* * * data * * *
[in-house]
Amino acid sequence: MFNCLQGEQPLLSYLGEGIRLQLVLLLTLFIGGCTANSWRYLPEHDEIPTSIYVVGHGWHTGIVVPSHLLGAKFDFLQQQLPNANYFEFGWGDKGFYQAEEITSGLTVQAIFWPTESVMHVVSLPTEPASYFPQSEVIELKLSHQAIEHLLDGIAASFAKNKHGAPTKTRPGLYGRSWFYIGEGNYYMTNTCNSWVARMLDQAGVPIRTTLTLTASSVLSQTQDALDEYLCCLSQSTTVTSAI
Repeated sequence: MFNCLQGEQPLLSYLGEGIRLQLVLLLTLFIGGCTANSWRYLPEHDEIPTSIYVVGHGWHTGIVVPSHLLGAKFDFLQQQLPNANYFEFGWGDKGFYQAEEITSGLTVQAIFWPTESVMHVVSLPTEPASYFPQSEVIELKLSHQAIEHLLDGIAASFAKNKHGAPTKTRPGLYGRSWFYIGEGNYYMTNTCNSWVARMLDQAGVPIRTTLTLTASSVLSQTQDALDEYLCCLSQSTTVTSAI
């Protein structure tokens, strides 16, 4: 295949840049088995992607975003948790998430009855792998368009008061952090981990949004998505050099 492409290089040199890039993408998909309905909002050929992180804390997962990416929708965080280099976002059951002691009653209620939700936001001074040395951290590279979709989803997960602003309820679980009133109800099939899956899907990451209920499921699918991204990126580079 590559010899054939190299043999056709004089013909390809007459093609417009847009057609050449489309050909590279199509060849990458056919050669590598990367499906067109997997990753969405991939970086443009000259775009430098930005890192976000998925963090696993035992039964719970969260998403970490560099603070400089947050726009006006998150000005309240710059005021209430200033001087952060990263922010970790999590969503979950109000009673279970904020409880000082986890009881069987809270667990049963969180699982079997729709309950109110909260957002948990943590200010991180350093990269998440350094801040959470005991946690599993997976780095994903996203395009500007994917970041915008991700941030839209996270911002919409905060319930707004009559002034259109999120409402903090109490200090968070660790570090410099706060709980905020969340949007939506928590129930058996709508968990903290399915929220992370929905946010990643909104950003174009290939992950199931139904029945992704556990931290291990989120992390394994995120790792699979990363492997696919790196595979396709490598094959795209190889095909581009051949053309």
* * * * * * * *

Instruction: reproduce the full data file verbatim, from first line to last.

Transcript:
[in-house]
Amino acid sequence: MFNCLQGEQPLLSYLGEGIRLQLVLLLTLFIGGCTANSWRYLPEHDEIPTSIYVVGHGWHTGIVVPSHLLGAKFDFLQQQLPNANYFEFGWGDKGFYQAEEITSGLTVQAIFWPTESVMHVVSLPTEPASYFPQSEVIELKLSHQAIEHLLDGIAASFAKNKHGAPTKTRPGLYGRSWFYIGEGNYYMTNTCNSWVARMLDQAGVPIRTTLTLTASSVLSQTQDALDEYLCCLSQSTTVTSAI
Repeated sequence: MFNCLQGEQPLLSYLGEGIRLQLVLLLTLFIGGCTANSWRYLPEHDEIPTSIYVVGHGWHTGIVVPSHLLGAKFDFLQQQLPNANYFEFGWGDKGFYQAEEITSGLTVQAIFWPTESVMHVVSLPTEPASYFPQSEVIELKLSHQAIEHLLDGIAASFAKNKHGAPTKTRPGLYGRSWFYIGEGNYYMTNTCNSWVARMLDQAGVPIRTTLTLTASSVLSQTQDALDEYLCCLSQSTTVTSAI
């Protein structure tokens, strides 16, 4: 295949840049088995992607975003948790998430009855792998368009008061952090981990949004998505050099 492409290089040199890039993408998909309905909002050929992180804390997962990416929708965080280099976002059951002691009653209620939700936001001074040395951290590279979709989803997960602003309820679980009133109800099939899956899907990451209920499921699918991204990126580079 590559010899054939190299043999056709004089013909390809007459093609417009847009057609050449489309050909590279199509060849990458056919050669590598990367499906067109997997990753969405991939970086443009000259775009430098930005890192976000998925963090696993035992039964719970969260998403970490560099603070400089947050726009006006998150000005309240710059005021209430200033001087952060990263922010970790999590969503979950109000009673279970904020409880000082986890009881069987809270667990049963969180699982079997729709309950109110909260957002948990943590200010991180350093990269998440350094801040959470005991946690599993997976780095994903996203395009500007994917970041915008991700941030839209996270911002919409905060319930707004009559002034259109999120409402903090109490200090968070660790570090410099706060709980905020969340949007939506928590129930058996709508968990903290399915929220992370929905946010990643909104950003174009290939992950199931139904029945992704556990931290291990989120992390394994995120790792699979990363492997696919790196595979396709490598094959795209190889095909581009051949053309």